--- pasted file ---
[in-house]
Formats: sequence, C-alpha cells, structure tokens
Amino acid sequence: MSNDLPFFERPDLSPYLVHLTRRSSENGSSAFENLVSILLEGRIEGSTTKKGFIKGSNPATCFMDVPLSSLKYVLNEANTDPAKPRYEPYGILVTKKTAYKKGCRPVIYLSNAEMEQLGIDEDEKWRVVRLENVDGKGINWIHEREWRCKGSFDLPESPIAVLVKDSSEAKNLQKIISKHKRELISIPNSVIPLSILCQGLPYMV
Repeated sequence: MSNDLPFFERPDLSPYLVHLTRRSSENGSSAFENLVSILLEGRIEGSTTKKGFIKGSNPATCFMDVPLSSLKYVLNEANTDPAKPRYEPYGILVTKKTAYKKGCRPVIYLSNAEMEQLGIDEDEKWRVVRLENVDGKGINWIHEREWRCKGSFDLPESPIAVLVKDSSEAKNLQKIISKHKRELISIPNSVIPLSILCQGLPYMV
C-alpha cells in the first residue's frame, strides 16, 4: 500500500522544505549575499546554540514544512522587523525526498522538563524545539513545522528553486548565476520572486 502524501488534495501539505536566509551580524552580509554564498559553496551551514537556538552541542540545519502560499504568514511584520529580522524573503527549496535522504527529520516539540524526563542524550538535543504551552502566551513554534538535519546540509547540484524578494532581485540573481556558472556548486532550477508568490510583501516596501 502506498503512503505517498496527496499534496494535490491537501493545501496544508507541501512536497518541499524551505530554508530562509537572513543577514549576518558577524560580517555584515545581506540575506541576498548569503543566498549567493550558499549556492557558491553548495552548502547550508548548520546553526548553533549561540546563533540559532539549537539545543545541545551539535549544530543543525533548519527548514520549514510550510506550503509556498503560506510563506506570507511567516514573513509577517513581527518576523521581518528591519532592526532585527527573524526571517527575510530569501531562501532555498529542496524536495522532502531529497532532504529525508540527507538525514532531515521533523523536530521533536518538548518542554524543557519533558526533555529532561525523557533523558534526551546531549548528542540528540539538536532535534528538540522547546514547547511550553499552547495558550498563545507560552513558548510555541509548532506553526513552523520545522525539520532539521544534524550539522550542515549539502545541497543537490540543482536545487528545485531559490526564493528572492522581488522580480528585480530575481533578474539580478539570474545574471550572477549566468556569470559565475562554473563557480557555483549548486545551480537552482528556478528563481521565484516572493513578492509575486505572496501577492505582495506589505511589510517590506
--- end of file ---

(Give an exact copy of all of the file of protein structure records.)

[in-house]
Formats: sequence, C-alpha cells, structure tokens
Amino acid sequence: MSNDLPFFERPDLSPYLVHLTRRSSENGSSAFENLVSILLEGRIEGSTTKKGFIKGSNPATCFMDVPLSSLKYVLNEANTDPAKPRYEPYGILVTKKTAYKKGCRPVIYLSNAEMEQLGIDEDEKWRVVRLENVDGKGINWIHEREWRCKGSFDLPESPIAVLVKDSSEAKNLQKIISKHKRELISIPNSVIPLSILCQGLPYMV
Repeated sequence: MSNDLPFFERPDLSPYLVHLTRRSSENGSSAFENLVSILLEGRIEGSTTKKGFIKGSNPATCFMDVPLSSLKYVLNEANTDPAKPRYEPYGILVTKKTAYKKGCRPVIYLSNAEMEQLGIDEDEKWRVVRLENVDGKGINWIHEREWRCKGSFDLPESPIAVLVKDSSEAKNLQKIISKHKRELISIPNSVIPLSILCQGLPYMV
C-alpha cells in the first residue's frame, strides 16, 4: 500500500522544505549575499546554540514544512522587523525526498522538563524545539513545522528553486548565476520572486 502524501488534495501539505536566509551580524552580509554564498559553496551551514537556538552541542540545519502560499504568514511584520529580522524573503527549496535522504527529520516539540524526563542524550538535543504551552502566551513554534538535519546540509547540484524578494532581485540573481556558472556548486532550477508568490510583501516596501 502506498503512503505517498496527496499534496494535490491537501493545501496544508507541501512536497518541499524551505530554508530562509537572513543577514549576518558577524560580517555584515545581506540575506541576498548569503543566498549567493550558499549556492557558491553548495552548502547550508548548520546553526548553533549561540546563533540559532539549537539545543545541545551539535549544530543543525533548519527548514520549514510550510506550503509556498503560506510563506506570507511567516514573513509577517513581527518576523521581518528591519532592526532585527527573524526571517527575510530569501531562501532555498529542496524536495522532502531529497532532504529525508540527507538525514532531515521533523523536530521533536518538548518542554524543557519533558526533555529532561525523557533523558534526551546531549548528542540528540539538536532535534528538540522547546514547547511550553499552547495558550498563545507560552513558548510555541509548532506553526513552523520545522525539520532539521544534524550539522550542515549539502545541497543537490540543482536545487528545485531559490526564493528572492522581488522580480528585480530575481533578474539580478539570474545574471550572477549566468556569470559565475562554473563557480557555483549548486545551480537552482528556478528563481521565484516572493513578492509575486505572496501577492505582495506589505511589510517590506